But the film also plays various tensions that exist in a more universal sense. Community and individual, desire and duty, morality and fulfillment, tradition and modernity.
Coming-of-age stories are often about discovery as characters emerge from childhood. They often harken back to the story of Eden, as Adam and Eve eat forbidden fruit and their eyes are opened to see and experience the world in new ways.
God’s Own Country will no doubt be compared to Brokeback Mountain. The easy comparison crossed my mind as I watched the screener for this film. But the dynamics of this relationship bring an entirely different feel to this love story.
It can be hard enough being a teenager, but for Ray it is complicated by being transgendered. At the beginning of the film he tells us his birthday wish each year is always the same: to have a boy’s body.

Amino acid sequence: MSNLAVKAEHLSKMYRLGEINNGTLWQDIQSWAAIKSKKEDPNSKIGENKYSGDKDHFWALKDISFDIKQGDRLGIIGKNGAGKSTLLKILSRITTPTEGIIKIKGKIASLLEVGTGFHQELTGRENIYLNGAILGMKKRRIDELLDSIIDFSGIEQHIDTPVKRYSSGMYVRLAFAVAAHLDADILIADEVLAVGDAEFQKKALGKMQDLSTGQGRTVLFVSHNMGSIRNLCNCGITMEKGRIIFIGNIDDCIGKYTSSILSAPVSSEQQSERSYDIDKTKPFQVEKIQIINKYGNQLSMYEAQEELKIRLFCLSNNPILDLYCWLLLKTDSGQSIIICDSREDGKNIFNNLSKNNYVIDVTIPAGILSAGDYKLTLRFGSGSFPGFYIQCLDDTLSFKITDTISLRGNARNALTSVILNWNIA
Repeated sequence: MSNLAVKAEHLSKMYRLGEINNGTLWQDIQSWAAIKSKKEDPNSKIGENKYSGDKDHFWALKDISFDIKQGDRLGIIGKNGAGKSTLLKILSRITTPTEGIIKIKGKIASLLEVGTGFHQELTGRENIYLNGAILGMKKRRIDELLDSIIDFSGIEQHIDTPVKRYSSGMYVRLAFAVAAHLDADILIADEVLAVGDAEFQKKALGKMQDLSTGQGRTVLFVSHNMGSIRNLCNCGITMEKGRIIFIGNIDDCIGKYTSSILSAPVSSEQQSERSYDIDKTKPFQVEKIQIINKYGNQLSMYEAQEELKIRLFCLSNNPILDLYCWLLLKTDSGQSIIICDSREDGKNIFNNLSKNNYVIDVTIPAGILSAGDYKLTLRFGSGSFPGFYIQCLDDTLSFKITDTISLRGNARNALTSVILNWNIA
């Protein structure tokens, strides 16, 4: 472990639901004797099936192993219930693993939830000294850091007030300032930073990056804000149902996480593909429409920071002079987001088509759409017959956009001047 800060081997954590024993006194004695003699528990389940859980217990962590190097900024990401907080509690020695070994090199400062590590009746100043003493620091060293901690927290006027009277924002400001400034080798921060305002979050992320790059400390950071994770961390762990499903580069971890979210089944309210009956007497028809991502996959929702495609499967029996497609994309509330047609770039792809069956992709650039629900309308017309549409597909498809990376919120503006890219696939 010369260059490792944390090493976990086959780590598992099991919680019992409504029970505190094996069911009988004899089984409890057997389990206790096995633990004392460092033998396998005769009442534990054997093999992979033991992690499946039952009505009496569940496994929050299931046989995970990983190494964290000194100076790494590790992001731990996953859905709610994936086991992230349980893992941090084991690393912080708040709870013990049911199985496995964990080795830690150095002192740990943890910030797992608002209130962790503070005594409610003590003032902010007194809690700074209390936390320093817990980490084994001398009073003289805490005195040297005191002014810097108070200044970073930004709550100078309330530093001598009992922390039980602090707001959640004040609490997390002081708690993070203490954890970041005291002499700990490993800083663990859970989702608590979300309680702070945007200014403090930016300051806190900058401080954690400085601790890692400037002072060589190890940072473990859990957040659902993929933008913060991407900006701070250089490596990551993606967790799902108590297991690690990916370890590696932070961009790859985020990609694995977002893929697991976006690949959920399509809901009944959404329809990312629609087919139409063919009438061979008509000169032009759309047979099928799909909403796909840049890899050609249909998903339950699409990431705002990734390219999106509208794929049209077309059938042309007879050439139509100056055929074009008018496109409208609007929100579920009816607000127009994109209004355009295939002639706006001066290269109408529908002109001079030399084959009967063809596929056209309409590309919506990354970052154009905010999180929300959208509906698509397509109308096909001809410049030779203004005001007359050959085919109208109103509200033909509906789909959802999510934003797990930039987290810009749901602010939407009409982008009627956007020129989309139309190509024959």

While we might look at Chiron’s life and see the various influences that pushed him, we know that in the end it is Chiron who is ultimately responsible for who he is and who he is yet to become.
In New York City, young LGBT people of color may take part in the Kiki scene. This has been chronicled by Sara Jordenö in her Spirit Award nominated (for “Truer than Fiction”) documentary Kiki.
The Handmaiden takes us on a twisting road of deceptions, double- (even triple-) crosses in a crime drama that straddles worlds.
As the Newport Beach Film Festival comes to an end, I need to give kudos to the staff and volunteers for their wonderful work in making the festival a outstanding event.